Where are my Angels? — post 1

Wake up!

A pre-dawn phone call jolted me from a deep sleep. The caller ID read CHARITY.

Charity is our daughter; our eldest child.

“Dad!” she gasped. The panic in her voice was unsettling. I was fully awake. I braced myself for her next sentence. My wife, Susan, was standing near me, and I grabbed her wrist and gave it a squeeze. “You have to pray!” Charity said. “Allie is in an ambulance with Timmy. She isn’t breathing.”

Allie is my granddaughter, ten months old at the time. She was born four days after Charity’s nineteenth birthday. The two of them shared Charity’s bedroom in our Florida home until about three months before this call. Charity moved to San Francisco to make a life with Allie’s father, Timmy. Now, at ten months old, Allie was speeding through the streets of San Francisco in an ambulance. This is a nightmare.

“Why isn’t she breathing? What happened?” I asked.

“I don’t know! Timmy only told me she isn’t breathing. I’m on my way to the hospital. Please, you and Mom pray!” I assured her we would, and she hung up.

We prayed. I called my close friend, Dan, and got him and his wife, Cheryl, out of bed to pray, too. They wanted to know what happened, and I told them I didn’t know. “All I know is Allie isn’t breathing.”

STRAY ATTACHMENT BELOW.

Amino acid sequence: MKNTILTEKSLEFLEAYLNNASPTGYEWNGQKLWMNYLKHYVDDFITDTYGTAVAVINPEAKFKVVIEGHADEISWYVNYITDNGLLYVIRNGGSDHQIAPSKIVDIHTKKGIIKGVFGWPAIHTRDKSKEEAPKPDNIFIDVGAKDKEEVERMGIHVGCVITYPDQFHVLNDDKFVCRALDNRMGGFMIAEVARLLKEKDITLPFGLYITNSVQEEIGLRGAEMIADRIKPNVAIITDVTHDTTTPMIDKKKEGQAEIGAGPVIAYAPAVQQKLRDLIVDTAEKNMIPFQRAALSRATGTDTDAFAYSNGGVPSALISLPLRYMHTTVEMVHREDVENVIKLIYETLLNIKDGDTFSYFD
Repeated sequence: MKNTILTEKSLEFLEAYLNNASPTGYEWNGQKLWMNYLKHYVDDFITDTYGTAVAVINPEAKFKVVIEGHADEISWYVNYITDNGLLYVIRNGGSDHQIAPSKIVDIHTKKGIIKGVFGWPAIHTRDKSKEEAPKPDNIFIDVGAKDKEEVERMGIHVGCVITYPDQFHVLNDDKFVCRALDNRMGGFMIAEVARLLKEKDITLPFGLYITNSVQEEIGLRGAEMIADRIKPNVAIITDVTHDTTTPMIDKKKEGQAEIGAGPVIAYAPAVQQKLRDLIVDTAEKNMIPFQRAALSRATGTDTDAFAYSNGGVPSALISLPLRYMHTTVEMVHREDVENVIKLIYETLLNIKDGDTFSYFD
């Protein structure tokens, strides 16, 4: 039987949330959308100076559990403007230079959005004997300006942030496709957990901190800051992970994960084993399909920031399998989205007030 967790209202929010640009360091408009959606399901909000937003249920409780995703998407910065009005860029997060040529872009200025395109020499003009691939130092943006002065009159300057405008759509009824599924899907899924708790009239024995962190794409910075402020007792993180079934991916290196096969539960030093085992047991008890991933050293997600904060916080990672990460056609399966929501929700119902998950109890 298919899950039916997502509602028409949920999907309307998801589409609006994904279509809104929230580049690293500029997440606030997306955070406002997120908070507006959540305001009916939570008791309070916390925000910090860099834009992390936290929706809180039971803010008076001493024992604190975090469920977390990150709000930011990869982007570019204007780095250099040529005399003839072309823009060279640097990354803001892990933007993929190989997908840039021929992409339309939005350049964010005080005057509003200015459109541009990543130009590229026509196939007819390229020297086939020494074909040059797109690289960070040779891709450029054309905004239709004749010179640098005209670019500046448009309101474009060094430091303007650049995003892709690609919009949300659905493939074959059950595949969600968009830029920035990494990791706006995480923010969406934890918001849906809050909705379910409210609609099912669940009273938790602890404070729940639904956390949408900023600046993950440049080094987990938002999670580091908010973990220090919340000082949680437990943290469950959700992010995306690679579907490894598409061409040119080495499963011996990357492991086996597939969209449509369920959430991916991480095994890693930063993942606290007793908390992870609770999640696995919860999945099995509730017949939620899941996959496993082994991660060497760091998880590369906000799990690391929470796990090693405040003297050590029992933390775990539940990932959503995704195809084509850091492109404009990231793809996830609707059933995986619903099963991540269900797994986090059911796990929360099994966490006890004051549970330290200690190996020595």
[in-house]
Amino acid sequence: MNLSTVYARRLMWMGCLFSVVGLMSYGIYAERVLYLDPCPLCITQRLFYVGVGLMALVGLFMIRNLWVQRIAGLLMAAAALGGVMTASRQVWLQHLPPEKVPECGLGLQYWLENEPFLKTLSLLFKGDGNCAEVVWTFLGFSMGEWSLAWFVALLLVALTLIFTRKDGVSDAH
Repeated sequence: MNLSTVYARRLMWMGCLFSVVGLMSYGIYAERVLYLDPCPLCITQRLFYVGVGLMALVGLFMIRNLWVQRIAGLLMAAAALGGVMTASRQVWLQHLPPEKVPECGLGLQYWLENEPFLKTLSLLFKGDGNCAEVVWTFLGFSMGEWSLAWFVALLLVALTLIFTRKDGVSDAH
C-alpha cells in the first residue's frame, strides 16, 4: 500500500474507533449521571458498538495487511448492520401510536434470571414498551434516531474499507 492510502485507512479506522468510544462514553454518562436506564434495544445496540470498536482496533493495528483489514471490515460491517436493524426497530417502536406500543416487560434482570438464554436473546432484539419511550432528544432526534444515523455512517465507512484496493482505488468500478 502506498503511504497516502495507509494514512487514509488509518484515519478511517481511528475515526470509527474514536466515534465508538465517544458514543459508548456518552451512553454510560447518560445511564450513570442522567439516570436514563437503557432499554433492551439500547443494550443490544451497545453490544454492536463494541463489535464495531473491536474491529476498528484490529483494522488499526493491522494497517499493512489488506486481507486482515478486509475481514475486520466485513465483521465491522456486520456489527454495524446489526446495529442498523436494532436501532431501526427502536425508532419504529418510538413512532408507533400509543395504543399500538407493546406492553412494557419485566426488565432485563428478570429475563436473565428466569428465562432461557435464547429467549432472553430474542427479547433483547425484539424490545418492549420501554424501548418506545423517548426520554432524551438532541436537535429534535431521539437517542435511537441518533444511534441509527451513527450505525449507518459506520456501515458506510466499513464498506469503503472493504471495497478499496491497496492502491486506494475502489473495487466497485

“What did she get into?”

“Was something dangerous left out?”

“Was something harmful left where Allie could reach it?”

Susan and I talked over one another as we tried to fill in the blanks. Our minds were racing. We felt helpless and useless as we waited for more news. What else could have possibly happened? We didn’t want to think it. Please, Jesus! Do you hear us? She’s only a baby! Please bring her back to us whole and healthy!

We were in shock. I wanted to do something more than pray. I needed to fix this. But all we could do is pray.

We didn’t know it yet, but our lives were on the edge of chaos. We were about to learn that our lives needed to be more connected to God, that we needed to pray more. Prayer was always instinctive, the easiest thing we could do. In our faith community, it’s second nature to grab a friend and pray together. But prayer was going to become difficult for us. We were entering a season where we were convinced our prayers weren’t being heard. We were going to need prayer more than ever.

Susan and I were in a holding pattern as we waited for more information. We wished the phone would ring. And then it did.

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